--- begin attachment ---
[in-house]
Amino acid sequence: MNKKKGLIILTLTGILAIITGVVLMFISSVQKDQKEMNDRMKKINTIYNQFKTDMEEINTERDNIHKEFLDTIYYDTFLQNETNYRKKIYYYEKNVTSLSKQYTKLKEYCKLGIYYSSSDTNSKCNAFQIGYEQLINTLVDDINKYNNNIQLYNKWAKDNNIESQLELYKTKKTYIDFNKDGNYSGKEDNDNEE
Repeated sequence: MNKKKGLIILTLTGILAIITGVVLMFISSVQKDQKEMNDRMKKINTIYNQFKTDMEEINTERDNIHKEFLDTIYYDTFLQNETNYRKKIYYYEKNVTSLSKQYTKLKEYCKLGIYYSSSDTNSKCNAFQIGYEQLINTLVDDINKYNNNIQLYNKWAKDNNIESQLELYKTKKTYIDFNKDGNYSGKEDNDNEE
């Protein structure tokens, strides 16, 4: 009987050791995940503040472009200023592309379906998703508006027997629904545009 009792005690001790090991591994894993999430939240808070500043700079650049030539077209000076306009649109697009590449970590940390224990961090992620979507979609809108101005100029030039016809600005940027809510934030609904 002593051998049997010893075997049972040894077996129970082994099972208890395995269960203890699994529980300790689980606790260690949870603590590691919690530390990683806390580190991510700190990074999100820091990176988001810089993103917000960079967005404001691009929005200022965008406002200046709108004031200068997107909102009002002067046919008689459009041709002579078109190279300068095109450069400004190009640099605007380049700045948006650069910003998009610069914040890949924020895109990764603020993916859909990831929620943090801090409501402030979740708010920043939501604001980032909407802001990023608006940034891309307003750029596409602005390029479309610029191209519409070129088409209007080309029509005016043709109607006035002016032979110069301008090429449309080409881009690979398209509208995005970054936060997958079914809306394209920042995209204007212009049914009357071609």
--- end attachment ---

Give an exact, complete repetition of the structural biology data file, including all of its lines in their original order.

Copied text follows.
[in-house]
Amino acid sequence: MNKKKGLIILTLTGILAIITGVVLMFISSVQKDQKEMNDRMKKINTIYNQFKTDMEEINTERDNIHKEFLDTIYYDTFLQNETNYRKKIYYYEKNVTSLSKQYTKLKEYCKLGIYYSSSDTNSKCNAFQIGYEQLINTLVDDINKYNNNIQLYNKWAKDNNIESQLELYKTKKTYIDFNKDGNYSGKEDNDNEE
Repeated sequence: MNKKKGLIILTLTGILAIITGVVLMFISSVQKDQKEMNDRMKKINTIYNQFKTDMEEINTERDNIHKEFLDTIYYDTFLQNETNYRKKIYYYEKNVTSLSKQYTKLKEYCKLGIYYSSSDTNSKCNAFQIGYEQLINTLVDDINKYNNNIQLYNKWAKDNNIESQLELYKTKKTYIDFNKDGNYSGKEDNDNEE
């Protein structure tokens, strides 16, 4: 009987050791995940503040472009200023592309379906998703508006027997629904545009 009792005690001790090991591994894993999430939240808070500043700079650049030539077209000076306009649109697009590449970590940390224990961090992620979507979609809108101005100029030039016809600005940027809510934030609904 002593051998049997010893075997049972040894077996129970082994099972208890395995269960203890699994529980300790689980606790260690949870603590590691919690530390990683806390580190991510700190990074999100820091990176988001810089993103917000960079967005404001691009929005200022965008406002200046709108004031200068997107909102009002002067046919008689459009041709002579078109190279300068095109450069400004190009640099605007380049700045948006650069910003998009610069914040890949924020895109990764603020993916859909990831929620943090801090409501402030979740708010920043939501604001980032909407802001990023608006940034891309307003750029596409602005390029479309610029191209519409070129088409209007080309029509005016043709109607006035002016032979110069301008090429449309080409881009690979398209509208995005970054936060997958079914809306394209920042995209204007212009049914009357071609």